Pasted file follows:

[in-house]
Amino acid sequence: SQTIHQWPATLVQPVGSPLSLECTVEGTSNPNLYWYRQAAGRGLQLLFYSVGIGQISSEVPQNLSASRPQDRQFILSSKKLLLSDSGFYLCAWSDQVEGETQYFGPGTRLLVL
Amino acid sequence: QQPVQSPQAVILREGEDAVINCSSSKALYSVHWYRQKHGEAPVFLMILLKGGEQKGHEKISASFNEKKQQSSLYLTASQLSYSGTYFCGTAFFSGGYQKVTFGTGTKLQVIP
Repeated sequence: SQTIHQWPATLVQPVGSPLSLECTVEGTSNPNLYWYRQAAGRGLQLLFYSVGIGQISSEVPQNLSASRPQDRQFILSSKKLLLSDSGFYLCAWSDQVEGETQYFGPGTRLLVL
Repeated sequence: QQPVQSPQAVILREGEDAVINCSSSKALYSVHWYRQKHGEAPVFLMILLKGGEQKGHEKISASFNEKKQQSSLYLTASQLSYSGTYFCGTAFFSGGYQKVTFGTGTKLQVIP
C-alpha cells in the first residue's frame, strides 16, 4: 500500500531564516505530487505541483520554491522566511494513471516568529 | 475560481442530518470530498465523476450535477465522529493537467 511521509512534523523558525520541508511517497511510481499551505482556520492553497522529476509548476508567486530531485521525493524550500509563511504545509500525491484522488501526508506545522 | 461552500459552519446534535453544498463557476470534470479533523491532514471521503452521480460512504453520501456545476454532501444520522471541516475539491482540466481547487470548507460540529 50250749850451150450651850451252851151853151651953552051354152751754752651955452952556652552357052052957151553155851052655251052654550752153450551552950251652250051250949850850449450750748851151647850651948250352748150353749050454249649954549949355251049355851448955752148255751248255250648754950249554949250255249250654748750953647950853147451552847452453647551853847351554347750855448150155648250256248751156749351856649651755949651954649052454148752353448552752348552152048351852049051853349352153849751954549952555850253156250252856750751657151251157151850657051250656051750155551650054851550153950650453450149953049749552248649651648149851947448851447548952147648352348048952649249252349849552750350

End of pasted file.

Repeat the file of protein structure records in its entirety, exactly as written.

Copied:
[in-house]
Amino acid sequence: SQTIHQWPATLVQPVGSPLSLECTVEGTSNPNLYWYRQAAGRGLQLLFYSVGIGQISSEVPQNLSASRPQDRQFILSSKKLLLSDSGFYLCAWSDQVEGETQYFGPGTRLLVL
Amino acid sequence: QQPVQSPQAVILREGEDAVINCSSSKALYSVHWYRQKHGEAPVFLMILLKGGEQKGHEKISASFNEKKQQSSLYLTASQLSYSGTYFCGTAFFSGGYQKVTFGTGTKLQVIP
Repeated sequence: SQTIHQWPATLVQPVGSPLSLECTVEGTSNPNLYWYRQAAGRGLQLLFYSVGIGQISSEVPQNLSASRPQDRQFILSSKKLLLSDSGFYLCAWSDQVEGETQYFGPGTRLLVL
Repeated sequence: QQPVQSPQAVILREGEDAVINCSSSKALYSVHWYRQKHGEAPVFLMILLKGGEQKGHEKISASFNEKKQQSSLYLTASQLSYSGTYFCGTAFFSGGYQKVTFGTGTKLQVIP
C-alpha cells in the first residue's frame, strides 16, 4: 500500500531564516505530487505541483520554491522566511494513471516568529 | 475560481442530518470530498465523476450535477465522529493537467 511521509512534523523558525520541508511517497511510481499551505482556520492553497522529476509548476508567486530531485521525493524550500509563511504545509500525491484522488501526508506545522 | 461552500459552519446534535453544498463557476470534470479533523491532514471521503452521480460512504453520501456545476454532501444520522471541516475539491482540466481547487470548507460540529 50250749850451150450651850451252851151853151651953552051354152751754752651955452952556652552357052052957151553155851052655251052654550752153450551552950251652250051250949850850449450750748851151647850651948250352748150353749050454249649954549949355251049355851448955752148255751248255250648754950249554949250255249250654748750953647950853147451552847452453647551853847351554347750855448150155648250256248751156749351856649651755949651954649052454148752353448552752348552152048351852049051853349352153849751954549952555850253156250252856750751657151251157151850657051250656051750155551650054851550153950650453450149953049749552248649651648149851947448851447548952147648352348048952649249252349849552750350